Long-term memory refers to the ability to retrieve information of things learned in the past.
Until people with learning disabilities develop adequate skills in recalling information, they will continue to face each learning situation as though it is new. No real progress can be attained when the same ground has to be covered repeatedly because the child has forgotten.
Until the learning disabled develop adequate skills in recalling information, they will continue to face each learning situation as though it is a new one. A learning-disabled child’s most critical need is to be helped to develop an effective processing system for remembering because, without it, their performance will always remain below what their capabilities indicate.
Strangely, though, while memory is universally considered a prerequisite skill to successful learning, attempts to delineate its process are few, and fewer still are methods to improve it systematically.
In his book Brain Building Dr. Karl Albrecht states that logical thinking is not a magical process or a matter of genetic endowment but a learned mental process. It is the process in which one uses reasoning consistently to come to a conclusion. Problems or situations that involve logical thinking call for structure, relationships between facts, and chains of reasoning that “make sense.”
The basis of all logical thinking is sequential thought, says Dr. Albrecht. This process involves taking the important ideas, facts, and conclusions in a problem and arranging them in a chain-like progression that takes on a meaning in and of itself. To think logically is to think in steps.
Logical thinking is also an important foundational skill of math. “Learning mathematics is a highly sequential process,” says Dr. Albrecht. If you don’t grasp a particular concept, fact, or procedure, you can never hope to grasp others that come later, which depend upon it. For example, to understand fractions, you must first understand division. Understanding simple algebra equations requires that you understand fractions. Solving ‘word problems’ depends on knowing how to set up and manipulate equations.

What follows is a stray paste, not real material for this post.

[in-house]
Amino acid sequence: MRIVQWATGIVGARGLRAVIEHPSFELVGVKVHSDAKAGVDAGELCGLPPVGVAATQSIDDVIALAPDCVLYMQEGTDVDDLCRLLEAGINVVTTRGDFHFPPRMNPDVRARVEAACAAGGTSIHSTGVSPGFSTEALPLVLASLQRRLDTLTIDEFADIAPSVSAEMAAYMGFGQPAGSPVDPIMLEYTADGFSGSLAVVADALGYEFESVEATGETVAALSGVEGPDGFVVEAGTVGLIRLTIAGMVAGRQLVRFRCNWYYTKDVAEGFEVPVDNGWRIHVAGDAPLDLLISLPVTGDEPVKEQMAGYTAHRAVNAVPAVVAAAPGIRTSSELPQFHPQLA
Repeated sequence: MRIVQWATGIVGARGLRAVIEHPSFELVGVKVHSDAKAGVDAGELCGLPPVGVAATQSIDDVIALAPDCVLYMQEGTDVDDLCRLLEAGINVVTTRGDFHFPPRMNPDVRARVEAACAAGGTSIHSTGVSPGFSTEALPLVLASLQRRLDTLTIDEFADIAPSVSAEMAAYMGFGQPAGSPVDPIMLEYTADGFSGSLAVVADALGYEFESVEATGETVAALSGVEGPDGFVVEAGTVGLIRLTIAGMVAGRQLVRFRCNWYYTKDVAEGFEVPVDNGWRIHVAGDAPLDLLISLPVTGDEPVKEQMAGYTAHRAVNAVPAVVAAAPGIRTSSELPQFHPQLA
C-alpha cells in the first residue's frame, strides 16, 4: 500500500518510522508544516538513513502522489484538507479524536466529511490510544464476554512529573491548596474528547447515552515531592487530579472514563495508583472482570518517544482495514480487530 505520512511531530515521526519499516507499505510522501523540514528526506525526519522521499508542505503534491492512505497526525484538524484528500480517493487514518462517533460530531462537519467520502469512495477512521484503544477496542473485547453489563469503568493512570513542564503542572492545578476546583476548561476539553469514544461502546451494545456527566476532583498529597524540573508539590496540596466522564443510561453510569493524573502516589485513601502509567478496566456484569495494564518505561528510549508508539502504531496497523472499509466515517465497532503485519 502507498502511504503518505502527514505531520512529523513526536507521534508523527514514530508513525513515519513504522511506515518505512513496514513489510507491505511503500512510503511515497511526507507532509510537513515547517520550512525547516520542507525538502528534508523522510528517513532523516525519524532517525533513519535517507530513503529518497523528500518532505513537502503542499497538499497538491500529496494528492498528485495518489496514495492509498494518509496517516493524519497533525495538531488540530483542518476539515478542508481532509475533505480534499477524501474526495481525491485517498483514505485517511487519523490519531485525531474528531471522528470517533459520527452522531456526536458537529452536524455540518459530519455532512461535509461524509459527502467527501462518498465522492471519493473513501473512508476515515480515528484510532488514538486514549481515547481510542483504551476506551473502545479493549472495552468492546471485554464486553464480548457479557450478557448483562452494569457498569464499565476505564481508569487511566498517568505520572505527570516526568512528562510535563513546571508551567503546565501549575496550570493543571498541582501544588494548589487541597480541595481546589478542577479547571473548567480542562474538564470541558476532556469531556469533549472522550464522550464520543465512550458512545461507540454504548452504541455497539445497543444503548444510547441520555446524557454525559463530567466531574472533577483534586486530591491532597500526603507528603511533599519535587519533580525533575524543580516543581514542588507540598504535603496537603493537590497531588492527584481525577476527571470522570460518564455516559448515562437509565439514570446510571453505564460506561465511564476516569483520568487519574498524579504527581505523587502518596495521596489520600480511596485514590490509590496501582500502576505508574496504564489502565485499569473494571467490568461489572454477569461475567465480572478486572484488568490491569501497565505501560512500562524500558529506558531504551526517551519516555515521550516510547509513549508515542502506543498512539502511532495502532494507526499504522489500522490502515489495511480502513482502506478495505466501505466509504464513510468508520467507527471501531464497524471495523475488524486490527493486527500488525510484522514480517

It has been proven that specific training in logical thinking can make people “smarter.” Logical thinking allows a child to reject quick and easy answers, such as “I don’t know” or “This is too difficult,” by empowering him to delve deeper into his thinking processes and understand better the methods used to arrive at a solution.
Edublox clinics specialise in cognitive training that makes learners smarter, and help them learn faster, easier, and better. The classes address the following cognitive skills:
Concentration: Focused and sustained attention.
Perceptual skills: Visual and auditory foreground-background differentiation; visual and auditory discrimination, synthesis and analysis; form discrimination; spatial relations.
Memory: Visual, auditory, sequential, iconic, short-term, working, and long-term memory.
Logical thinking: Deductive and inductive reasoning.